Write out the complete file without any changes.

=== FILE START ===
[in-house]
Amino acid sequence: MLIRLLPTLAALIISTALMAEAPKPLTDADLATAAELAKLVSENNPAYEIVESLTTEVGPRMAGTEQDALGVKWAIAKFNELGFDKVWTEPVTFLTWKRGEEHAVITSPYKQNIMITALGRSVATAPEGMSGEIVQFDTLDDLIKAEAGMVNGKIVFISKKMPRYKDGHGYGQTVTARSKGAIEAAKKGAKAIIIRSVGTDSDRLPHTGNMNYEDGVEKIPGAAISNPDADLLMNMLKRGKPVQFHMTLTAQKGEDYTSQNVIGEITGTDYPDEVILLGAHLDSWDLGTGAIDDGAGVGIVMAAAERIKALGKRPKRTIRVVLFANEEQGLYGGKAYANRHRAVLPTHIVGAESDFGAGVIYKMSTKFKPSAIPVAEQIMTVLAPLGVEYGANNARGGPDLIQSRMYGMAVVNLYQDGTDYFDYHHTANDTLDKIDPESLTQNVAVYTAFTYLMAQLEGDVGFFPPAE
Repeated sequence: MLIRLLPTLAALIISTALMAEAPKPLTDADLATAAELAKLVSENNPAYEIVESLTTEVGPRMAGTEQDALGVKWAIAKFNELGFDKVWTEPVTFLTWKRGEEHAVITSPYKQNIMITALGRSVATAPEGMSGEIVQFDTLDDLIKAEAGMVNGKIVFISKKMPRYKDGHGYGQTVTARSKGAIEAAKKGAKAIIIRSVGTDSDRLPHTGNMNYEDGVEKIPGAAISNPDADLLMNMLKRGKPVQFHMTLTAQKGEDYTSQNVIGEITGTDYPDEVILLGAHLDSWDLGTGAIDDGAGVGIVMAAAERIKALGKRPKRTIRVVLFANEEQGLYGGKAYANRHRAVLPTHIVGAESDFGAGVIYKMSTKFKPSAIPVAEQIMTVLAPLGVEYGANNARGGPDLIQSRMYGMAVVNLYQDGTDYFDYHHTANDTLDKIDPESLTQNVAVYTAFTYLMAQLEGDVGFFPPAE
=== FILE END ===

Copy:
[in-house]
Amino acid sequence: MLIRLLPTLAALIISTALMAEAPKPLTDADLATAAELAKLVSENNPAYEIVESLTTEVGPRMAGTEQDALGVKWAIAKFNELGFDKVWTEPVTFLTWKRGEEHAVITSPYKQNIMITALGRSVATAPEGMSGEIVQFDTLDDLIKAEAGMVNGKIVFISKKMPRYKDGHGYGQTVTARSKGAIEAAKKGAKAIIIRSVGTDSDRLPHTGNMNYEDGVEKIPGAAISNPDADLLMNMLKRGKPVQFHMTLTAQKGEDYTSQNVIGEITGTDYPDEVILLGAHLDSWDLGTGAIDDGAGVGIVMAAAERIKALGKRPKRTIRVVLFANEEQGLYGGKAYANRHRAVLPTHIVGAESDFGAGVIYKMSTKFKPSAIPVAEQIMTVLAPLGVEYGANNARGGPDLIQSRMYGMAVVNLYQDGTDYFDYHHTANDTLDKIDPESLTQNVAVYTAFTYLMAQLEGDVGFFPPAE
Repeated sequence: MLIRLLPTLAALIISTALMAEAPKPLTDADLATAAELAKLVSENNPAYEIVESLTTEVGPRMAGTEQDALGVKWAIAKFNELGFDKVWTEPVTFLTWKRGEEHAVITSPYKQNIMITALGRSVATAPEGMSGEIVQFDTLDDLIKAEAGMVNGKIVFISKKMPRYKDGHGYGQTVTARSKGAIEAAKKGAKAIIIRSVGTDSDRLPHTGNMNYEDGVEKIPGAAISNPDADLLMNMLKRGKPVQFHMTLTAQKGEDYTSQNVIGEITGTDYPDEVILLGAHLDSWDLGTGAIDDGAGVGIVMAAAERIKALGKRPKRTIRVVLFANEEQGLYGGKAYANRHRAVLPTHIVGAESDFGAGVIYKMSTKFKPSAIPVAEQIMTVLAPLGVEYGANNARGGPDLIQSRMYGMAVVNLYQDGTDYFDYHHTANDTLDKIDPESLTQNVAVYTAFTYLMAQLEGDVGFFPPAE